The SEA’s finances include non-operating revenues that reduce the operating loss.  This money comes from various entities, mostly to pay for the debt service obligations. The Regional Asset District (RAD); Allegheny County; the commonwealth; the federal government and the Rivers Casino are among these.  Total non-operating revenues, on net, after accounting for interest and development expenses, rose from $7.8 million in 2019 to $28.2 million in 2020 ($20.4 million or 261 percent).

Much of this growth was attributed to money received from the state and federal government for the I-579 “cap” project.  Last year, the SEA also received a $10 million grant from the Stadium Authority—the entity that was supposed to dissolve when Three Rivers Stadium was demolished (see Policy Brief Vol. 17, No. 33)—to help with operations.  Allegheny County gave the SEA $1 million from its CARES Act allocation and granted $20 million from its American Rescue Plan allocation. 

The SEA’s net position at the beginning of 2019 was $360.9 million and at the end of 2021 was $301.7 million ($59.2 million less or 16 percent lower).

Before COVID, the SEA sought to secure recurring sources of tax revenue to pay for its responsibilities at the sports facilities under current lease agreements and at the convention center, which it owns and oversees management (see Policy Brief Vol. 18, No. 34).  The SEA received a RAD grant of $800,000 in 2019, 2020 and 2022 and $760,000 in 2021.  Of the $2.3 million spent from 2019 through 2021, $1.8 million (78 percent) has been spent at the convention center and $0.5 million (22 percent) at Heinz Field.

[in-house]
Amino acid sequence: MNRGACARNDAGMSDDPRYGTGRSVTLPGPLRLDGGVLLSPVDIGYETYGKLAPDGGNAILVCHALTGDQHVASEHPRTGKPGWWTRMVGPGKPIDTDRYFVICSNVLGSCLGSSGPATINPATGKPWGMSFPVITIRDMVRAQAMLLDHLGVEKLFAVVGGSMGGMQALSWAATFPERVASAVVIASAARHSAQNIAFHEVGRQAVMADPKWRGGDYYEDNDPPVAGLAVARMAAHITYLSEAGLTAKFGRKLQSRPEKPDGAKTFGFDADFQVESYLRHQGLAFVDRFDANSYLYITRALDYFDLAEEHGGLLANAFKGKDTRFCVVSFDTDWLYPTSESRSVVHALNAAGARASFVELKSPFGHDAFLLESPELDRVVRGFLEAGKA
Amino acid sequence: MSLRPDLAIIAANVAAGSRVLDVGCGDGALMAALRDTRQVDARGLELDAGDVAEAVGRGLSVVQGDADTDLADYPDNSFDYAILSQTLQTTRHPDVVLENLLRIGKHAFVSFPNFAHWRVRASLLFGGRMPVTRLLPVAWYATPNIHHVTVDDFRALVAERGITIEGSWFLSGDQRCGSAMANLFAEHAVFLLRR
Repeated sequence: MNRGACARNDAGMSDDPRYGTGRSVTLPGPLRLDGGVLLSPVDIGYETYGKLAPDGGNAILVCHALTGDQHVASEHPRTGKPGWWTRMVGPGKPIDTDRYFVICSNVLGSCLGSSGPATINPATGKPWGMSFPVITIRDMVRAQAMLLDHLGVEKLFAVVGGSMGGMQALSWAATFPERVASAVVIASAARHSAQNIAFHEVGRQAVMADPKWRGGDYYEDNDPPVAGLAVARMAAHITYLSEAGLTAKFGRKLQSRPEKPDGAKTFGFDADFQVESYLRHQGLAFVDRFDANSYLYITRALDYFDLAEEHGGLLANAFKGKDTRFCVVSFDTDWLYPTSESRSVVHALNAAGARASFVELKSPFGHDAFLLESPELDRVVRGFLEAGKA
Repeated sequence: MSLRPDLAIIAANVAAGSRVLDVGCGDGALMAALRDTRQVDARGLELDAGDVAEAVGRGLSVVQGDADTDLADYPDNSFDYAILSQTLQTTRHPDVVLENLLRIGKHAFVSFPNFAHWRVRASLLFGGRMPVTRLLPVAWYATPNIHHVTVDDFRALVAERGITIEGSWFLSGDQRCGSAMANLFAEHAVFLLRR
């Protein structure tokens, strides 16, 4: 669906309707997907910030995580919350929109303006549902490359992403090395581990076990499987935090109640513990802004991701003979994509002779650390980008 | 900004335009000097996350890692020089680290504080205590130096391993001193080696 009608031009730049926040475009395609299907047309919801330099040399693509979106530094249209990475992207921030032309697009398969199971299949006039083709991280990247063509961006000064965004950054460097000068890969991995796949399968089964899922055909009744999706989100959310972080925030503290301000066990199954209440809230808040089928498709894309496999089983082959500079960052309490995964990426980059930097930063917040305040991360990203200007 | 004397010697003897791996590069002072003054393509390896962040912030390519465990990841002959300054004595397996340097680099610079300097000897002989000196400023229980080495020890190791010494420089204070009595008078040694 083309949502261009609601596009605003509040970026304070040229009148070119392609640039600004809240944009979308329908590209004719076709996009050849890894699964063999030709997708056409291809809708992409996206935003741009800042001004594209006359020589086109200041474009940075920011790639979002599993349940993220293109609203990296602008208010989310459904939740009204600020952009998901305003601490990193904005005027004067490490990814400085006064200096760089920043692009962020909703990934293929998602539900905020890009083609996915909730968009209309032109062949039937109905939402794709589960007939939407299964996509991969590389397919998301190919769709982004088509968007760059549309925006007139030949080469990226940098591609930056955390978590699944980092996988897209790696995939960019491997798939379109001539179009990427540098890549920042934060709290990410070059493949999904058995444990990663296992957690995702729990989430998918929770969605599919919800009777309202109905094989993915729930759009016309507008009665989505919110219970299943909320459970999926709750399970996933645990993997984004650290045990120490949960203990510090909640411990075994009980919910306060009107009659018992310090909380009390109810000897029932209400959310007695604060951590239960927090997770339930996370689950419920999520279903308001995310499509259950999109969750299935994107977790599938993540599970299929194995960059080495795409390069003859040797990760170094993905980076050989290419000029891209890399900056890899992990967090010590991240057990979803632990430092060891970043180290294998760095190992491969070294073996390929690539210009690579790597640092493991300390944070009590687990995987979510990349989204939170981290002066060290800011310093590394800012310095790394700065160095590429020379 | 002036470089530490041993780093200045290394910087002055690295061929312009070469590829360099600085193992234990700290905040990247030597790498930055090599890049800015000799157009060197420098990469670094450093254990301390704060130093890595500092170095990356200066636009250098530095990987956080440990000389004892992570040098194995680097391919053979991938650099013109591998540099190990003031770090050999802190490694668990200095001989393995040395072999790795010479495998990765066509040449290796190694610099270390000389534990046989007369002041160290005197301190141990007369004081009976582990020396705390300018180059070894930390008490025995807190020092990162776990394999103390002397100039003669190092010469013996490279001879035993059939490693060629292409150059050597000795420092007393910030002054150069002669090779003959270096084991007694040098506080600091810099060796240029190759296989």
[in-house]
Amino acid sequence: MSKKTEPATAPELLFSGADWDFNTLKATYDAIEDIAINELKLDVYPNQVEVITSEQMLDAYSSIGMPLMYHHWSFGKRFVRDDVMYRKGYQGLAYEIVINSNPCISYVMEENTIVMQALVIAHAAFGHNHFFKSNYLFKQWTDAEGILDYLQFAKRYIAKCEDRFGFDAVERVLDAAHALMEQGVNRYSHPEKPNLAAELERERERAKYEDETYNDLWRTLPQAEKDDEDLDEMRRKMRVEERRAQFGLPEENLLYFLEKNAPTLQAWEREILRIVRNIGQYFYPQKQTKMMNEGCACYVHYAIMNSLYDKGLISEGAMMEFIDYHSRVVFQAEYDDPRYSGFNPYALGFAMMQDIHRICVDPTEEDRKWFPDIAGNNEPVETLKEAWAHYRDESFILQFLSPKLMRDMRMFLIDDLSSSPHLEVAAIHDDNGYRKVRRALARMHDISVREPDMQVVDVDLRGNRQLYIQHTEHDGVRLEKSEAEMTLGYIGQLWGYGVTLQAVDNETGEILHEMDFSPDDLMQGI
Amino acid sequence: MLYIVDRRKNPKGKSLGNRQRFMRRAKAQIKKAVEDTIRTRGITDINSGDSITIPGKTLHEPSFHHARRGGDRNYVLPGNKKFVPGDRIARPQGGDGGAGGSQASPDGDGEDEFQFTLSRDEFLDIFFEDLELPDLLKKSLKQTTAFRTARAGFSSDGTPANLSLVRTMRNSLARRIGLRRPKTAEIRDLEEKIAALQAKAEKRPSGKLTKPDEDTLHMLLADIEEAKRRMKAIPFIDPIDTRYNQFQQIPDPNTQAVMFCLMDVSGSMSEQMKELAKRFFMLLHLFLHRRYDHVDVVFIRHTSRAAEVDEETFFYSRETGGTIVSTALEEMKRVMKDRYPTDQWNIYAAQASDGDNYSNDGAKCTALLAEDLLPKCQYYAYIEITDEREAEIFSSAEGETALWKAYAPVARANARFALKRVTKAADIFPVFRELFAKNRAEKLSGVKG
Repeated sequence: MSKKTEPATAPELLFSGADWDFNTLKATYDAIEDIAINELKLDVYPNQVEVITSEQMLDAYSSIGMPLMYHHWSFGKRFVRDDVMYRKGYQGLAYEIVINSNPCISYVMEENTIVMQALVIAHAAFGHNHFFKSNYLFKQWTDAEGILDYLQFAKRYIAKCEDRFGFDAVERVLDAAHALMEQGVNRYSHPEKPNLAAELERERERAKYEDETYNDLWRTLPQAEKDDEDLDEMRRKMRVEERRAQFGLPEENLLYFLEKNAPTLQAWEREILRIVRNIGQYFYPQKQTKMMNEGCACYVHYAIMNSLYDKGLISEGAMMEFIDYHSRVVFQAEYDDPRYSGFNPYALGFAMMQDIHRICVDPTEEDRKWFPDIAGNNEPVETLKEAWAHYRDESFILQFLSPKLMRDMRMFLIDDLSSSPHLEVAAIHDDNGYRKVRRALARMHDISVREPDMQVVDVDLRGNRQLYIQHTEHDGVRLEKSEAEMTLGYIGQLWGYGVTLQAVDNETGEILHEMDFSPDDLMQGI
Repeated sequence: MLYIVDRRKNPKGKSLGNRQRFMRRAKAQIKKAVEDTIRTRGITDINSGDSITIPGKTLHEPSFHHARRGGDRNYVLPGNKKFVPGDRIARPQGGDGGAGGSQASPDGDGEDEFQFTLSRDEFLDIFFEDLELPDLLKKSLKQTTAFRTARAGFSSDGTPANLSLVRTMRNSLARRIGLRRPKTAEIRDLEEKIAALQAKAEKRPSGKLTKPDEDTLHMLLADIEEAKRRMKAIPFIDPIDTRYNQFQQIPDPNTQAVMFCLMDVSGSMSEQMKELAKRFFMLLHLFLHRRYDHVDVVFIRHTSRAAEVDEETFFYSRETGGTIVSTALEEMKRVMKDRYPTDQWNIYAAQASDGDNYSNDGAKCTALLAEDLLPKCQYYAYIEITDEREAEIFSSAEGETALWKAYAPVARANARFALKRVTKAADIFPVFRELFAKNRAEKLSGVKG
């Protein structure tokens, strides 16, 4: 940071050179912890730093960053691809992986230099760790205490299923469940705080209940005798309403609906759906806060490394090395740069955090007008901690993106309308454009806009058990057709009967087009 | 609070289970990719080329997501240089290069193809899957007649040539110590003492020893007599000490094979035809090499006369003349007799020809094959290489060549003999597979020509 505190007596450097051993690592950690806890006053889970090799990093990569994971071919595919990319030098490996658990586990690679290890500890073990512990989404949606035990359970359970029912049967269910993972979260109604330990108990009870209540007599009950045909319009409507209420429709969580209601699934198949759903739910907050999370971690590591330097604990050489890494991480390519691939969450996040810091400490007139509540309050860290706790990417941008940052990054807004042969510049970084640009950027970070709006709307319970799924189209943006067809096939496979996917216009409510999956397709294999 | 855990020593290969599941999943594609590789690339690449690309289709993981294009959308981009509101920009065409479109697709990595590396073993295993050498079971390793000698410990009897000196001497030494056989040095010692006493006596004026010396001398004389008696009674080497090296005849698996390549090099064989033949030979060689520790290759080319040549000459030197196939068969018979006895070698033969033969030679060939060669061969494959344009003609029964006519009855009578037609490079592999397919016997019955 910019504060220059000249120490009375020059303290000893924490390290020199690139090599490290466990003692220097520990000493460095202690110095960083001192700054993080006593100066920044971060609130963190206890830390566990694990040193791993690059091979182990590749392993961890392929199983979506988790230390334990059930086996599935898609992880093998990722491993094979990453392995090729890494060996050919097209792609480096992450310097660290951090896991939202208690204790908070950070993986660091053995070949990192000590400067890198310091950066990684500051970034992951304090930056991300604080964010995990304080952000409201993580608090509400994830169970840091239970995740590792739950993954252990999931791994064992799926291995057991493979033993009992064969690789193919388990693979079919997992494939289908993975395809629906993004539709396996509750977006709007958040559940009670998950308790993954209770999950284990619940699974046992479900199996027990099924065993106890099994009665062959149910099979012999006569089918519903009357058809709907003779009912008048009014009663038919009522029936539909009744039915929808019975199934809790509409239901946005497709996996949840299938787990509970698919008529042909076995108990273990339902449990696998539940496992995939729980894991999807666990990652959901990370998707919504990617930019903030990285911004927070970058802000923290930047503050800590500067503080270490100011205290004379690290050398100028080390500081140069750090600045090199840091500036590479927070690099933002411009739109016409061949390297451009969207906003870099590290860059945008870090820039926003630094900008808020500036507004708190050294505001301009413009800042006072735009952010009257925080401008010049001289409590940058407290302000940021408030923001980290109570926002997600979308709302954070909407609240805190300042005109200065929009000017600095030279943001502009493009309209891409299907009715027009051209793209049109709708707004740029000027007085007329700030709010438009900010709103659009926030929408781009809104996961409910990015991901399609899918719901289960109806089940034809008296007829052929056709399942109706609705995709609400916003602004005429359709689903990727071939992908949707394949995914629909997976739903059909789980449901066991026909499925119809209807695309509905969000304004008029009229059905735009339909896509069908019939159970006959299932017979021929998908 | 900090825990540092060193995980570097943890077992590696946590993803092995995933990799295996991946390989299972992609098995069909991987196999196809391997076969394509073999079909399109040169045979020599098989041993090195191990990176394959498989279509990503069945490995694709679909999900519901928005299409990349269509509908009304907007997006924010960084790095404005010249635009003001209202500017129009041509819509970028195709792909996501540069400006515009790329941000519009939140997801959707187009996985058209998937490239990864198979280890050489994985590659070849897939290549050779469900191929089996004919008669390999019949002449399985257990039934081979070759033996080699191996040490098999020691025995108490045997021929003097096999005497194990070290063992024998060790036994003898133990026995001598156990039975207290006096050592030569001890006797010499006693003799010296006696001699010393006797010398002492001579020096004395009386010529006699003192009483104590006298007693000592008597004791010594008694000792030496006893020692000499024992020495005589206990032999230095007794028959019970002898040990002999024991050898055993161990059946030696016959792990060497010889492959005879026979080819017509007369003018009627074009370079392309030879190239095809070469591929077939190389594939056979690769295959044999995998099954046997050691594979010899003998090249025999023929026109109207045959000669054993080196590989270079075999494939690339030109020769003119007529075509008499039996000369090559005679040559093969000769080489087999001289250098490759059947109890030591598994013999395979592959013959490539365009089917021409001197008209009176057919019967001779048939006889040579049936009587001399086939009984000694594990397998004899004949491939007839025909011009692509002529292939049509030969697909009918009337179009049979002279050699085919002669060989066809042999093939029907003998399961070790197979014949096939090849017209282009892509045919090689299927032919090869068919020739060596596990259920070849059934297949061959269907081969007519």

The General Assembly repurposed a $1.7 million annual allocation the SEA was receiving for the convention center’s operating deficit to the creation of the SEA Sports Commission (see Policy Brief Vol. 18, No.16).  This past November when the SEA board set-up its procedures for distributing financial awards, a restricted account to hold 25 percent of the revenue for capital repairs at the four venues was approved. 

If a proposed special assessment on hotel stays becomes law (see Policy Brief Vol. 22, No. 7), there is language in the bill that would set aside an unspecified percentage of revenue to be directed to the SEA for facility maintenance.

Rather than cobbling together more sources of taxpayer dollars, the professional sports teams should be responsible for more expenses related to the structures they benefit greatly from and the promises of the convention center being an economic engine need to be realized. 

In a news article, the chair of the SEA board stated in regards to the Pirates’ and Steelers’ leases that “I think the lease as a whole, you almost have to blow it up and start over again to make it as fair as possible to each [side].” 

That’s something for present and future SEA board appointees, who are appointed by elected officials of the City of Pittsburgh and Allegheny County, to consider as the end date for leases of two of the facilities are less than a decade away.